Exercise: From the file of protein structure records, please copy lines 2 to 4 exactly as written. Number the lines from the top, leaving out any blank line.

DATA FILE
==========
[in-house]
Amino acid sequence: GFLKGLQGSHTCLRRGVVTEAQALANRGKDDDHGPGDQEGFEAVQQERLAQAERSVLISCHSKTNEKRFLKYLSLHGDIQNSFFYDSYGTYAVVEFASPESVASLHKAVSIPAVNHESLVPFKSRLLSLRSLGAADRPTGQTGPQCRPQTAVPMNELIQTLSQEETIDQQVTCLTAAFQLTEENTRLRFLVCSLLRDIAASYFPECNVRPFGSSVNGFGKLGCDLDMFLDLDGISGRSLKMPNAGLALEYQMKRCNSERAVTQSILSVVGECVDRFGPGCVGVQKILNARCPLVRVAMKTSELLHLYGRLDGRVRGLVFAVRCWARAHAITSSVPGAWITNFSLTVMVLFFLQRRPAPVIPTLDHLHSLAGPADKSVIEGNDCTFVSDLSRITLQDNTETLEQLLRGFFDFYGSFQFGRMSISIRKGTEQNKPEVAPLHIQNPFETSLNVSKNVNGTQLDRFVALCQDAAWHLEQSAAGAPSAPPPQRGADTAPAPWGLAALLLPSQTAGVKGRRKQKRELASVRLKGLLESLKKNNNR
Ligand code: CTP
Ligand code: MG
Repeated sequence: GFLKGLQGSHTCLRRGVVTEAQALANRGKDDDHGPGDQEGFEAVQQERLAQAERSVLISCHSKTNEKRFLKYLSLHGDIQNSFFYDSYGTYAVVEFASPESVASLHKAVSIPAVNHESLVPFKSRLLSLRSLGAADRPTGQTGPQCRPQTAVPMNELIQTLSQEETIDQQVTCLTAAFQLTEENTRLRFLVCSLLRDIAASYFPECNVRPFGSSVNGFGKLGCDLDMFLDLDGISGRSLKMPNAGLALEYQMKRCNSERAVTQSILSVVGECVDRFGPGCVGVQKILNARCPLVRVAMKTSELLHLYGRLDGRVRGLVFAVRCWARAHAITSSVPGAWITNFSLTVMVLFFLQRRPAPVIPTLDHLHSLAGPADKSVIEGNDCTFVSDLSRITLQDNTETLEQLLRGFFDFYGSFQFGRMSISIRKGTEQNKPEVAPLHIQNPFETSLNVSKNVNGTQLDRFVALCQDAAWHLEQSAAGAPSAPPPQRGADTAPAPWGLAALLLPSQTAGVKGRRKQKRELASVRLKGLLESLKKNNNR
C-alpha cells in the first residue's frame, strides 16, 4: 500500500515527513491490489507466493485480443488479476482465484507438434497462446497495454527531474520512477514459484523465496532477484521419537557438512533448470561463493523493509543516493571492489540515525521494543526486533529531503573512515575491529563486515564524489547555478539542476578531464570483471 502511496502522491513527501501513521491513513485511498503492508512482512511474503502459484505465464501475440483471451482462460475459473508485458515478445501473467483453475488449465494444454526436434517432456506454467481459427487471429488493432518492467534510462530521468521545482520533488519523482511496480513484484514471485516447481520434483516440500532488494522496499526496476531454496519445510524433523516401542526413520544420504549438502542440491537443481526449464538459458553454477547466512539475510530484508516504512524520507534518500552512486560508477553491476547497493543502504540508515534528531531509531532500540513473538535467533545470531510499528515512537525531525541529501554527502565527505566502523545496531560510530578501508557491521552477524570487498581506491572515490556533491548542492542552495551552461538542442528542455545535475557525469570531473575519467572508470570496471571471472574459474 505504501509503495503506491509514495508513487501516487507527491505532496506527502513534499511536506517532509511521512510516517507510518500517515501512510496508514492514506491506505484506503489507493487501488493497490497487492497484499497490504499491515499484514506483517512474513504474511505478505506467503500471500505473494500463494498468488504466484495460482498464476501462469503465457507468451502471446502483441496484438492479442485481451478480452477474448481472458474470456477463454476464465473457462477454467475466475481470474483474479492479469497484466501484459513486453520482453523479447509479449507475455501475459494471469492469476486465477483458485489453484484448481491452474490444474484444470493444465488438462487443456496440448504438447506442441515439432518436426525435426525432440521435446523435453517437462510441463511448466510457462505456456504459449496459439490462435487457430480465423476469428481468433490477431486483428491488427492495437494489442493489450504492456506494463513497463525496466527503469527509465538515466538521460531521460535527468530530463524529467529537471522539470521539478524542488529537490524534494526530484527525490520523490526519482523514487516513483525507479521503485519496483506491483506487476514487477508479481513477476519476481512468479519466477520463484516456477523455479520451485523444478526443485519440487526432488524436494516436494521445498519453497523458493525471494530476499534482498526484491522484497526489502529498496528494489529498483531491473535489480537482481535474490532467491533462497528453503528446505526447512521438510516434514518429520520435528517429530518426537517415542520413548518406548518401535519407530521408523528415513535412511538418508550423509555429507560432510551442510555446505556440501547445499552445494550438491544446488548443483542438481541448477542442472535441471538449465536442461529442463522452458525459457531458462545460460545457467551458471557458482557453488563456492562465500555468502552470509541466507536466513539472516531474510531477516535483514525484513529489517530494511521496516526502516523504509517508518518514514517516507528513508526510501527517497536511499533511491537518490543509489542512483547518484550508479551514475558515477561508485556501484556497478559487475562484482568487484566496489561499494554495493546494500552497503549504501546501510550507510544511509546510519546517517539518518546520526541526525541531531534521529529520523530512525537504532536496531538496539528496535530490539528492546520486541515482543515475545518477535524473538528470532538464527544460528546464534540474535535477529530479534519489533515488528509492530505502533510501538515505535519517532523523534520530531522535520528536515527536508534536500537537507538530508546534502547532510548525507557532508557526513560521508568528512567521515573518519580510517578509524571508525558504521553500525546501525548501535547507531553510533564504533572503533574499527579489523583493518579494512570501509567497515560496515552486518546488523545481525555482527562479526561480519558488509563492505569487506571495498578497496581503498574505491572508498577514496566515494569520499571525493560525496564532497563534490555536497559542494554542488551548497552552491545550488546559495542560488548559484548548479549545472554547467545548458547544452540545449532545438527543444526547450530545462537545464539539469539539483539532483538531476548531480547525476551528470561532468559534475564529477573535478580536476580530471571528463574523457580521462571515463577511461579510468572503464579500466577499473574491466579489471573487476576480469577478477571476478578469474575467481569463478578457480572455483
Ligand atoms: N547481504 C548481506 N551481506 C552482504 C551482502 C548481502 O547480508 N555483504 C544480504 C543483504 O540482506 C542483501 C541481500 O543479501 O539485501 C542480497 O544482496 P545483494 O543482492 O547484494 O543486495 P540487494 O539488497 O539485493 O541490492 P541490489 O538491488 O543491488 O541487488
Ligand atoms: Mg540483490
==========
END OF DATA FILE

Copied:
Amino acid sequence: GFLKGLQGSHTCLRRGVVTEAQALANRGKDDDHGPGDQEGFEAVQQERLAQAERSVLISCHSKTNEKRFLKYLSLHGDIQNSFFYDSYGTYAVVEFASPESVASLHKAVSIPAVNHESLVPFKSRLLSLRSLGAADRPTGQTGPQCRPQTAVPMNELIQTLSQEETIDQQVTCLTAAFQLTEENTRLRFLVCSLLRDIAASYFPECNVRPFGSSVNGFGKLGCDLDMFLDLDGISGRSLKMPNAGLALEYQMKRCNSERAVTQSILSVVGECVDRFGPGCVGVQKILNARCPLVRVAMKTSELLHLYGRLDGRVRGLVFAVRCWARAHAITSSVPGAWITNFSLTVMVLFFLQRRPAPVIPTLDHLHSLAGPADKSVIEGNDCTFVSDLSRITLQDNTETLEQLLRGFFDFYGSFQFGRMSISIRKGTEQNKPEVAPLHIQNPFETSLNVSKNVNGTQLDRFVALCQDAAWHLEQSAAGAPSAPPPQRGADTAPAPWGLAALLLPSQTAGVKGRRKQKRELASVRLKGLLESLKKNNNR
Ligand code: CTP
Ligand code: MG